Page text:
How likely is it for NASA to miss some mid-sized piece of space debris, resulting in said space debris impacting the ISS? Just curious.
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We need a moon as soon as possible.So, sooner or later, there are going to be really serious occurrences which add so much to mission costings that they will become impracticable and space exploration will be costed out?
Or does this make transfer to Moon base essential at an early date?
CatI am envisaging that, if we continue to pollute space environs, and that if we wish to build Moon base(s), let alone Mars manned landing(s), there will be conflict between manned flights and increased pollution.
If we wish to 'visit' Moon and/or Mars with view to bases " twere best done quickly ". If left too long, pollution will interfere with base traffic. Base traffic will be considerably more expensive than local garbage precursors.
Flecks of paint et al. will not destroy the station, just make pits. The 5+ cm pieces are tracked and avoided. The problem is the 1-4 cm pieces we are blind to but will trash any module(s) they hit, think along the lines of a small, non-explosive artillery shell kind-of-thing. The 5+ guys are relatively rare (miss distances up to a mile or so trigger newsworthy avoidance), but the number of smaller pieces is only estimated, but the danger from them is still MUCH smaller than the danger of the Russians deliberately disabling the station out of pique.Depends on what you consider, "mid-sized". The Space Surveillance Network can track objects as small as five centimeters in diameter (in low Earth orbit). Smaller objects, down to flecks of paint can still cause serious issues with orbiting satellites/space stations. The US Shuttle had to frequently replace it's windows due to such impacts.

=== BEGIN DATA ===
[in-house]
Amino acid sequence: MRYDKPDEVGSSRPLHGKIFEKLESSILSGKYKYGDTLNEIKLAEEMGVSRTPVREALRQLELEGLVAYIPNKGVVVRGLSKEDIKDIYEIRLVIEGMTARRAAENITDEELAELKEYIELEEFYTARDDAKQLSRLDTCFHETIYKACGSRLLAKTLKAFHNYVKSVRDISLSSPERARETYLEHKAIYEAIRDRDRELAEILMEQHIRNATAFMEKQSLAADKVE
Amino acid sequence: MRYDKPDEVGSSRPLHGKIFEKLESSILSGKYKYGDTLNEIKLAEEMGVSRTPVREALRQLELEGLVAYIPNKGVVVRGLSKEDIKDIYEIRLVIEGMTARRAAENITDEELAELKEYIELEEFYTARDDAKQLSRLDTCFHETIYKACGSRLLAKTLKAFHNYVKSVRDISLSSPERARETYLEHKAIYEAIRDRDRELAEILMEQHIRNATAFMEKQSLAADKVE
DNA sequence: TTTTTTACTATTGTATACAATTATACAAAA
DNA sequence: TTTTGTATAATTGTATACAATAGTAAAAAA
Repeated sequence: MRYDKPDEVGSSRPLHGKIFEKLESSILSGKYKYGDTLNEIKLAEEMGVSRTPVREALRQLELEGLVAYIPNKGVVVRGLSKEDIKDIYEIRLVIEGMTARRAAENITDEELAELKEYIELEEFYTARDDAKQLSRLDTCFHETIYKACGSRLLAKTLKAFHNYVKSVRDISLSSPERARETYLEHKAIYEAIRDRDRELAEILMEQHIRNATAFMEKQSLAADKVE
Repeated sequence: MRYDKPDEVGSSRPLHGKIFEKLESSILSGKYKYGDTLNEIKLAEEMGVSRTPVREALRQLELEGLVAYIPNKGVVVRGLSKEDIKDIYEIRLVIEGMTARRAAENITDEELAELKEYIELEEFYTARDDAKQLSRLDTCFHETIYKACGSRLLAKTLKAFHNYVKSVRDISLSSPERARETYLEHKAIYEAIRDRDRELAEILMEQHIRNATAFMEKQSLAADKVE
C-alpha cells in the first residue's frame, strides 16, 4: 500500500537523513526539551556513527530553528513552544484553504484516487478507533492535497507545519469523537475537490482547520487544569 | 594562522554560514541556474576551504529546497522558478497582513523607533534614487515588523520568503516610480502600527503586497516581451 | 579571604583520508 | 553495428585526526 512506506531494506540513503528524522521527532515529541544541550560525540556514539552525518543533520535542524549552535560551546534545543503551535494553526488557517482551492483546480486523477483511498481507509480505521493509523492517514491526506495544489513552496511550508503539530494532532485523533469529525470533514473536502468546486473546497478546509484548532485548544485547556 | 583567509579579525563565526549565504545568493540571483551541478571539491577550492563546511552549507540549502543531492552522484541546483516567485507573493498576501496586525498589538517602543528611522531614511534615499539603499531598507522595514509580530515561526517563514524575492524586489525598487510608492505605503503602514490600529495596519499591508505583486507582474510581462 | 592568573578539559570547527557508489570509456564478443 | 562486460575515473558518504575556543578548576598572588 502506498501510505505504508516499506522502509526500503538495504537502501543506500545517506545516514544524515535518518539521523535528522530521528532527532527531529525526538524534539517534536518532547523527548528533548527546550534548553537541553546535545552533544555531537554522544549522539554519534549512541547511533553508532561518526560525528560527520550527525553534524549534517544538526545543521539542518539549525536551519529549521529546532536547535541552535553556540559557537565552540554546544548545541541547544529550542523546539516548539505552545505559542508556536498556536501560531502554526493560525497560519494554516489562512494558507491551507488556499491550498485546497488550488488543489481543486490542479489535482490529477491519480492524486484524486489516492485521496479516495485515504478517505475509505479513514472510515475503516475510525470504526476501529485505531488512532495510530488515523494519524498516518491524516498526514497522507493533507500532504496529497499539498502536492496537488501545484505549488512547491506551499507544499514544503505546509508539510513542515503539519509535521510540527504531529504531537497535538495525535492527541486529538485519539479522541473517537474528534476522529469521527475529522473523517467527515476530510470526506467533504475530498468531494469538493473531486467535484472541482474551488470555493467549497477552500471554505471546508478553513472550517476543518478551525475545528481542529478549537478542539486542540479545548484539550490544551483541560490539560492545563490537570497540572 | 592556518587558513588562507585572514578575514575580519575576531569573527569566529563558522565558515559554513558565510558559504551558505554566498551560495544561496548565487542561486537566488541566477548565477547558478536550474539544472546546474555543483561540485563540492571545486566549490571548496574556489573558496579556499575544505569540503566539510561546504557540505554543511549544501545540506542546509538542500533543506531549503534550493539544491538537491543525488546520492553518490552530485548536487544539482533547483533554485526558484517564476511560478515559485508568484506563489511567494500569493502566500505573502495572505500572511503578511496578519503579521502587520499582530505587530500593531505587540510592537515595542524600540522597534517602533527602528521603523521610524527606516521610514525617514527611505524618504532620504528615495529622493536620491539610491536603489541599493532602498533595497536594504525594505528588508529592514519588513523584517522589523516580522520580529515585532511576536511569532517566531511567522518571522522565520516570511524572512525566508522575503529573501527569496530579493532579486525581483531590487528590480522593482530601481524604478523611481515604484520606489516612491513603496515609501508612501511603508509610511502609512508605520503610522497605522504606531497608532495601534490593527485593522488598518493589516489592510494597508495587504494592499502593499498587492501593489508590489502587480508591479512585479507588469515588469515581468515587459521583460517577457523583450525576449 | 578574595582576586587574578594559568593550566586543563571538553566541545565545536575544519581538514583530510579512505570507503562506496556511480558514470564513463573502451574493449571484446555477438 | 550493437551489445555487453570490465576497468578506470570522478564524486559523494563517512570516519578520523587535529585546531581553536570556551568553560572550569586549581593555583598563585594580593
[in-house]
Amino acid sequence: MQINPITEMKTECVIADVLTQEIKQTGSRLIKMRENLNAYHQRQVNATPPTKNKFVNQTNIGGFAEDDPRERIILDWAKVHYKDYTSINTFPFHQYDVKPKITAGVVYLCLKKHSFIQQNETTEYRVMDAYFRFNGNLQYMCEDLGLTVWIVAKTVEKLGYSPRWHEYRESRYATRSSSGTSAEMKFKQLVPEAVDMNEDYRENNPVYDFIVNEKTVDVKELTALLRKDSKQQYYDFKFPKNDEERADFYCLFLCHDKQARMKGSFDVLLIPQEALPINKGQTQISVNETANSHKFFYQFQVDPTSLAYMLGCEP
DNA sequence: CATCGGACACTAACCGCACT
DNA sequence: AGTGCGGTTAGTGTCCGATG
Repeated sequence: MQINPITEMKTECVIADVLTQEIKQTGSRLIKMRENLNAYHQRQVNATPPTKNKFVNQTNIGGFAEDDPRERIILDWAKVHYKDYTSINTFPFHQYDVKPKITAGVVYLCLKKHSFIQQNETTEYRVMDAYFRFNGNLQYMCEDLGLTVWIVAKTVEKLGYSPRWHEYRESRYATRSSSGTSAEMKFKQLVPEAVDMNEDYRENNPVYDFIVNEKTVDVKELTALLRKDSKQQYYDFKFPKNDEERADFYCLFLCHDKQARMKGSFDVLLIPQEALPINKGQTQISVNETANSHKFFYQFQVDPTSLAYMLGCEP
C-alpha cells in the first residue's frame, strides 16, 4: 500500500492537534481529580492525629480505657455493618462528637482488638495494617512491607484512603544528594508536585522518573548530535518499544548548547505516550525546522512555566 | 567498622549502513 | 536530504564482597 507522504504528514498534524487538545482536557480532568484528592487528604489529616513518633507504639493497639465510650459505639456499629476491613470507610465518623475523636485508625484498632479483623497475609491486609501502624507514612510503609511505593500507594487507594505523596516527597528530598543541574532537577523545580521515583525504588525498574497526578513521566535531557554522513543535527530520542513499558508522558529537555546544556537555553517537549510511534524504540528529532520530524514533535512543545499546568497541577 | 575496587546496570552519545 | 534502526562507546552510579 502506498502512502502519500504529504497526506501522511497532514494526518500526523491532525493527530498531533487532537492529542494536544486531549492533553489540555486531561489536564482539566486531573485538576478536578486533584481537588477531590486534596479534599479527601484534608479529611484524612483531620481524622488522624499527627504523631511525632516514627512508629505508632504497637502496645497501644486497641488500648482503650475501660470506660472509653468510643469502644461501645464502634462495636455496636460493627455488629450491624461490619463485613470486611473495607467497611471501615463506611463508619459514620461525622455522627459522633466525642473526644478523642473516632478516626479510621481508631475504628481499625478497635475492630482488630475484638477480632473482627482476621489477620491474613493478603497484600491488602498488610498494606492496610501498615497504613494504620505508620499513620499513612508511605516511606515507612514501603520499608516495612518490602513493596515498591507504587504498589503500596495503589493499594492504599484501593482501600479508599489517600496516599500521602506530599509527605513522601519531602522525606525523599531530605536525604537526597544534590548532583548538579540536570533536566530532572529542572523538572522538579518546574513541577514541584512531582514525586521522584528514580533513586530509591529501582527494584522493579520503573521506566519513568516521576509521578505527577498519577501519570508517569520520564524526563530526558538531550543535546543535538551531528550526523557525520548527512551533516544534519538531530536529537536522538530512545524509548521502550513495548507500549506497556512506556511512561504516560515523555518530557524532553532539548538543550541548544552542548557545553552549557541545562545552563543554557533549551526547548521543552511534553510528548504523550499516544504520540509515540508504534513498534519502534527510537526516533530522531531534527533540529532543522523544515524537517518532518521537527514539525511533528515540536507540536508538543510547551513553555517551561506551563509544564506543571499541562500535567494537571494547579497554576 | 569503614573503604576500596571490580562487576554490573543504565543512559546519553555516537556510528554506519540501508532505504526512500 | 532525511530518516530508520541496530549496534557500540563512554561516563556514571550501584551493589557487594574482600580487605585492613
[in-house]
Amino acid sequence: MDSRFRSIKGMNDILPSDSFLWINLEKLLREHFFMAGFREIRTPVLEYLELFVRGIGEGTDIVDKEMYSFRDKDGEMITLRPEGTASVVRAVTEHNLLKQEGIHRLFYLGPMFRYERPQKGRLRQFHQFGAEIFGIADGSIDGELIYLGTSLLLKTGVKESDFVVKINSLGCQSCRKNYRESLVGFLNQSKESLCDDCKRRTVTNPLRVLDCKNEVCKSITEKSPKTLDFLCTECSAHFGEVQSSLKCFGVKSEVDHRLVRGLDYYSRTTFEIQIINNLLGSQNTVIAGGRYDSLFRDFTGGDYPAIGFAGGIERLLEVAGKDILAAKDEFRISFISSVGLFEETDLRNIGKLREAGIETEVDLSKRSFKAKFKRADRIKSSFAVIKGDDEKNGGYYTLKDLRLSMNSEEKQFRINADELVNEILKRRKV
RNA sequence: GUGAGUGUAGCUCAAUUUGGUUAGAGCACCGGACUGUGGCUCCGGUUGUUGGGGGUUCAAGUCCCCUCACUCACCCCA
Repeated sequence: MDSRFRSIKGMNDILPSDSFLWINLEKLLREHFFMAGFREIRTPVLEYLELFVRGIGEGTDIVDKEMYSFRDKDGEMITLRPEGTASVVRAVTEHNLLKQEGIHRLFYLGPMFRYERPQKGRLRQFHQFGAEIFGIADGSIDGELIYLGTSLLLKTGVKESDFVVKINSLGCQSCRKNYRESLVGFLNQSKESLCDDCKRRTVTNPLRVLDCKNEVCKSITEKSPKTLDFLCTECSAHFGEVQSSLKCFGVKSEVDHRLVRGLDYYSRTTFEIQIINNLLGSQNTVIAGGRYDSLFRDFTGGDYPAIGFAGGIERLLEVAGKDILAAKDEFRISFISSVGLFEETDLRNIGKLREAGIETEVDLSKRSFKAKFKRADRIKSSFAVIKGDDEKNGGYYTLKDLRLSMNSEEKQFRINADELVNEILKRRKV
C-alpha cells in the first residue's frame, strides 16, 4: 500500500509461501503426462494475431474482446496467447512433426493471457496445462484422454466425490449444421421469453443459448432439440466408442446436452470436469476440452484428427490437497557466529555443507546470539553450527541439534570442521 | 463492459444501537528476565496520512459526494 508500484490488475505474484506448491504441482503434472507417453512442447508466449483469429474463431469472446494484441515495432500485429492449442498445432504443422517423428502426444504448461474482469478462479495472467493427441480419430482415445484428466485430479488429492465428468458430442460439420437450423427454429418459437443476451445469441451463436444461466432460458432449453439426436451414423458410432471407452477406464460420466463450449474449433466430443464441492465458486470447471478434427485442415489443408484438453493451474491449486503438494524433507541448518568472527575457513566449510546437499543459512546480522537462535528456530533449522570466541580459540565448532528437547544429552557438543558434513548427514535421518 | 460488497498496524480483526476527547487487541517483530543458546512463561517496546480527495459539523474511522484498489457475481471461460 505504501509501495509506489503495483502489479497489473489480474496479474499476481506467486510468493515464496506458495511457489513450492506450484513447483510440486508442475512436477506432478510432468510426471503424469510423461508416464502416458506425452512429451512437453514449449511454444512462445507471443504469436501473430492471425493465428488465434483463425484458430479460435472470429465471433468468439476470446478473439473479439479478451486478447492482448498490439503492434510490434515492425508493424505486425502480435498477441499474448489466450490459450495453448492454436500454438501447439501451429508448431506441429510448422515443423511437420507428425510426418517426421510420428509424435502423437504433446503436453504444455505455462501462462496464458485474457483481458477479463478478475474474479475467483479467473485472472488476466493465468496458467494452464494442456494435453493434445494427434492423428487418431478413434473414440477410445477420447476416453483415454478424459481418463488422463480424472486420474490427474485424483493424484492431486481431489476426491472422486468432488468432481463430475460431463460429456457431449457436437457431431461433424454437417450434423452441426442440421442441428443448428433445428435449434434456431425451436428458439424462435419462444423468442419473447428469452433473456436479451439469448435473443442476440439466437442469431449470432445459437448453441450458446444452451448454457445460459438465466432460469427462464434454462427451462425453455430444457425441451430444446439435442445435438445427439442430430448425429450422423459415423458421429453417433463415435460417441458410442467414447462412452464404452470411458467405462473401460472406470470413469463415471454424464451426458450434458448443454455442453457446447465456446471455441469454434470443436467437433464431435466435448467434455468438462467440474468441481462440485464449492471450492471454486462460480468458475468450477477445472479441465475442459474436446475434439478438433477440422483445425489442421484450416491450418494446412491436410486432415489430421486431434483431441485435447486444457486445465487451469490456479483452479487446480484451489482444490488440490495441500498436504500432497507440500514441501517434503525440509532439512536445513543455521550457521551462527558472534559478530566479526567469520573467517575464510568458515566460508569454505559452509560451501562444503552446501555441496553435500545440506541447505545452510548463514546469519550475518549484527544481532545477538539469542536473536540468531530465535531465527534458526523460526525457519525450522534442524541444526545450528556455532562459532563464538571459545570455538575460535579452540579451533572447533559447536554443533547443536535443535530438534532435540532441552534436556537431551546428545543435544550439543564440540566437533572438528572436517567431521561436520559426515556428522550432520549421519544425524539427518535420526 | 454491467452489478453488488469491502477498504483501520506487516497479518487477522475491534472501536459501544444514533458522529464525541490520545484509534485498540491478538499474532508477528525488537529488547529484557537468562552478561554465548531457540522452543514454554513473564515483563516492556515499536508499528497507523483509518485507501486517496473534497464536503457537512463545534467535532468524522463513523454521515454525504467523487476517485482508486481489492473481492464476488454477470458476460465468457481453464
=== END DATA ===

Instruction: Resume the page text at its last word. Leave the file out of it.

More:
Do I not understand correctly, that a larger than expected space object has knocked part of the JWST about a bit?Flecks of paint et al. will not destroy the station, just make pits.
The Webb mirrors are especially especially fragile and susceptible to damage from debris. This Webb debris was very small, likely the size of a smoke particle or even smaller. And the damage is mainly miniscule misalignment and warping of the exquisitely engineered and aligned mirror segments. Does not translate to the experience of grossly large damage to earth orbiting satellites, something you can push a soccer ball through.Do I not understand correctly, that a larger than expected space object has knocked part of the JWST about a bit?
How large does one expect them to be?
Also very expensive. One wonders whether any insurance company would take them on? I would agree that meteoroids can always be larger than you expect.The Webb mirrors are especially especially fragile and susceptible to damage from debris.
Fortunately, this does not seem to have caused serious damage.